While a patient’s caries risk or susceptibility seems to be the most relevant factor for secondary caries development, the relevance of the restorative material has been evaluated most frequently. A large number of studies comparing different materials have assessed secondary caries, either in vitro, in situ, or clinically.

In vitro studies offer the opportunity to evaluate different factors under cariogenic environment (chemical demineralization or biofilm model) with direct correlation to the histological changes. The effect of an interfacial gap between the restoration and tooth structure was evaluated by a large number of studies, with gap size and the used filling materials being the mostly tested factors. The available studies found no significant difference between various resin materials on the mineral loss of both surface and wall lesions. However, amalgam and fluoride-containing materials (e.g., glass ionomers) were able to reduce secondary caries progression in some studies [11, 33, 34]. It is unclear how these findings relate to clinical settings, e.g., patients using fluoridated toothpaste, etc. Generally, large methodological heterogeneity applies to these in vitro studies, with various restorative protocols, methods to simulate caries, and techniques to evaluate mineral loss having been used [35,36,37].

In situ studies, where samples composed of dental hard tissues and restorative materials are worn in fixed or removable dental appliances for some days or weeks, have the advantage of testing different materials under natural oral environment. A recent systematic review could not identify significant and consistent differences in secondary caries development next to different restorations [38]. The authors of the review included nine studies (132 patients, 8 materials) and performed network meta-analysis for synthesizing the results. They found that any material rankings come with uncertainty and identified ambiguity or even contradiction between studies. A wide range of materials and materials combinations (composites-adhesive combination, glass ionomer, resin-modified glass ionomer, amalgam) was used; the majority of studies compared 2–3 materials [38]. The specimens were placed in three positions: palatal, buccal, and, rarely, proximal. A split-mouth design was the most frequently used; in case of fluoride-releasing materials, the cross-over design was also frequent to avoid a carry-over effect. Also, different substrates (bovine or human enamel and/or dentin) and patients (low vs. high caries) were found [38]. The progression of secondary caries in in situ studies was remarkably higher than in a clinical situation, mainly by intentionally accelerating lesion progression by creating highly cariogenic environment (e.g., covering the specimens with a mesh to allow a non-disturbed development of the biofilm, frequent application of sucrose) [38, 39]. Overall, there are doubts as to the validity, consistency, and transferability of the in situ evidence to clinical settings. Especially the results of single in situ studies seem to be closely related to methodological decisions rather than replicable differences between materials.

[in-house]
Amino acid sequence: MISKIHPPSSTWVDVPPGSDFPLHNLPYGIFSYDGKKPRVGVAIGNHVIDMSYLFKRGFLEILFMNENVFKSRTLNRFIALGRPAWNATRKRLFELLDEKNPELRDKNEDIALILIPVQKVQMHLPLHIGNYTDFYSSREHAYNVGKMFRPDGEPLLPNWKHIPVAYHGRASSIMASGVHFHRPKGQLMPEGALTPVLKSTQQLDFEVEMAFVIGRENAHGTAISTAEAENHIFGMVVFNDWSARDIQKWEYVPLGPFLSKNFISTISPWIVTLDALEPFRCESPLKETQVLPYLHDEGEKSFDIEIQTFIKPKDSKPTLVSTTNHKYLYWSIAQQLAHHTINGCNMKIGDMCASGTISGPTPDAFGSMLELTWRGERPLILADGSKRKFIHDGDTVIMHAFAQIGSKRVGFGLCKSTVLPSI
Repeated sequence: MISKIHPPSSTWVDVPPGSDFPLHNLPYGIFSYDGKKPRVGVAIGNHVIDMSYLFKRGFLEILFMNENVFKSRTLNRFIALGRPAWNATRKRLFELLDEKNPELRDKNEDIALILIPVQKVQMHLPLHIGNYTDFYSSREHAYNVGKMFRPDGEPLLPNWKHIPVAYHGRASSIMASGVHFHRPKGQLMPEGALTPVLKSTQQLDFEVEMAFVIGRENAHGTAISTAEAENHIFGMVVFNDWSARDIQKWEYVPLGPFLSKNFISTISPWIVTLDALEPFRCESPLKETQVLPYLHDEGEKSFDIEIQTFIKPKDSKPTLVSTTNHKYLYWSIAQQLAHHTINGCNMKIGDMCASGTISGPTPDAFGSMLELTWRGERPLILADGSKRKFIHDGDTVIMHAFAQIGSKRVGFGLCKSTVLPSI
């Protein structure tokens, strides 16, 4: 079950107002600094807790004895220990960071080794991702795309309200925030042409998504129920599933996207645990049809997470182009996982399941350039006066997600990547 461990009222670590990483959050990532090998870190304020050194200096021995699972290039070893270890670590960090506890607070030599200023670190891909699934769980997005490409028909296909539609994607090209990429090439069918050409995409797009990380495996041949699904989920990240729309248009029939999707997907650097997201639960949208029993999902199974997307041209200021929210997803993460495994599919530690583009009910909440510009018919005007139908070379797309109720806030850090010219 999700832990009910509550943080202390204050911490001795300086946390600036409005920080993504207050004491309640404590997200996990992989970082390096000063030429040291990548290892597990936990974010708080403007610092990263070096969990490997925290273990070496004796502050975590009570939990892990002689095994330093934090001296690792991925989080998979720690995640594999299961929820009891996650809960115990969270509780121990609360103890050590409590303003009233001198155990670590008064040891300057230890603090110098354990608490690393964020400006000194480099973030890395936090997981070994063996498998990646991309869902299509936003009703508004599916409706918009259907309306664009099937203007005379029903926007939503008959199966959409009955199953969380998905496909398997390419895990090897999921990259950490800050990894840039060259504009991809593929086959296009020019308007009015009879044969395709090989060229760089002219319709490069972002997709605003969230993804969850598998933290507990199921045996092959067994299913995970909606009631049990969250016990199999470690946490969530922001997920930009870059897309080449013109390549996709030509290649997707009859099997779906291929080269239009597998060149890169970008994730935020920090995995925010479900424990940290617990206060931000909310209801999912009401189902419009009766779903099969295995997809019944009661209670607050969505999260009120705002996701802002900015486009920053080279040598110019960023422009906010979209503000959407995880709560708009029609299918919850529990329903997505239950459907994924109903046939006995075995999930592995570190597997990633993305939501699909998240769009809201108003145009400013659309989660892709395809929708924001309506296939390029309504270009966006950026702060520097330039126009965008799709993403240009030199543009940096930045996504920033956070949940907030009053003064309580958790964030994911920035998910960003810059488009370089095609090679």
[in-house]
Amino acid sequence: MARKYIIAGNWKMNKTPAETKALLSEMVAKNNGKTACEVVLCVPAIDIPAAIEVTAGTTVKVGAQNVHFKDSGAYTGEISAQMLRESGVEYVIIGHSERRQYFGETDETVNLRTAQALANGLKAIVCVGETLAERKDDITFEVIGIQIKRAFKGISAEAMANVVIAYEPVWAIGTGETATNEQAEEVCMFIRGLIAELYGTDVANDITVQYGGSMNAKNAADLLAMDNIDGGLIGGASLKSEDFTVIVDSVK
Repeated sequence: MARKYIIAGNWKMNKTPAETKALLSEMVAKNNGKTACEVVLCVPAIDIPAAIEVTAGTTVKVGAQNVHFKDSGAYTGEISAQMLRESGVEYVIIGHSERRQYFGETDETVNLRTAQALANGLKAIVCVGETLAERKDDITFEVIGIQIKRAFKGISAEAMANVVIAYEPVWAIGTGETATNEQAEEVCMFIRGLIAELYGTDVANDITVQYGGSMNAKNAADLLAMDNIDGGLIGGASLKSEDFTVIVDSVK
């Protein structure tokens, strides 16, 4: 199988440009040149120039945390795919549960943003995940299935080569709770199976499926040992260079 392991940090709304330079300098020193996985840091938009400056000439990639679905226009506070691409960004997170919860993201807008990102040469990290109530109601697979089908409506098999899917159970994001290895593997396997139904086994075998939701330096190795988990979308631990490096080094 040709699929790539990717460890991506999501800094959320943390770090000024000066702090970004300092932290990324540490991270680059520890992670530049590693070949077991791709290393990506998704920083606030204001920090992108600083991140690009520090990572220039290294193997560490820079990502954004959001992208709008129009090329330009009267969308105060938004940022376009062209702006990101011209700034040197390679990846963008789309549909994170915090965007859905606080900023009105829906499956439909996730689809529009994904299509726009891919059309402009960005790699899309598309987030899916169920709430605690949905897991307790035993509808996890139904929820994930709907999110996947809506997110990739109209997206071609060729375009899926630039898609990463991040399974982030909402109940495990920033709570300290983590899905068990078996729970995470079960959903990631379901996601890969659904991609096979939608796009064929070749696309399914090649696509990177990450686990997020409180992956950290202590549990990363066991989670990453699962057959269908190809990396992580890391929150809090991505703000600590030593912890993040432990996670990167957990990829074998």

Clinical studies compared a range of materials for their risk of secondary caries. The former “standard” dental material, amalgam, seems to come with lower risk of secondary caries, especially in high caries risk patients, as confirmed by randomized controlled studies [40, 41]. Notably, though, and considering the phase-down or phase-out in many countries worldwide which have signed the Minamata agreement [42], more recent studies assessed amalgam alternatives, like incrementally placed composites, bulk-fill composites, or glass ionomers (GI), for their risk of secondary caries [43]. Surprisingly, only a very limited body of evidence, at least from randomized controlled trials, is available for this comparison. Composites show good performance if placed in low-risk patients, and also for rather extended cavities, without a clear difference between incremental and bulk placement. Notable, many studies included in the available reviews did not place “bulk-fill composites” in bulk, and from those which did, there is no clear indication that such bulk placement comes with increased risk of failure (possibly, though, as the follow-up period of these studies was low, below 5 years) [43]. GIs show similar performance with regard to secondary caries when compared with composites but may come with higher risk of fracture in extended cavities. Notably, the most recent developments of GIs have only very sparsely been assessed clinically. Some countries have adopted GIs as the standard amalgam alternative given its applicability and placement costs [44].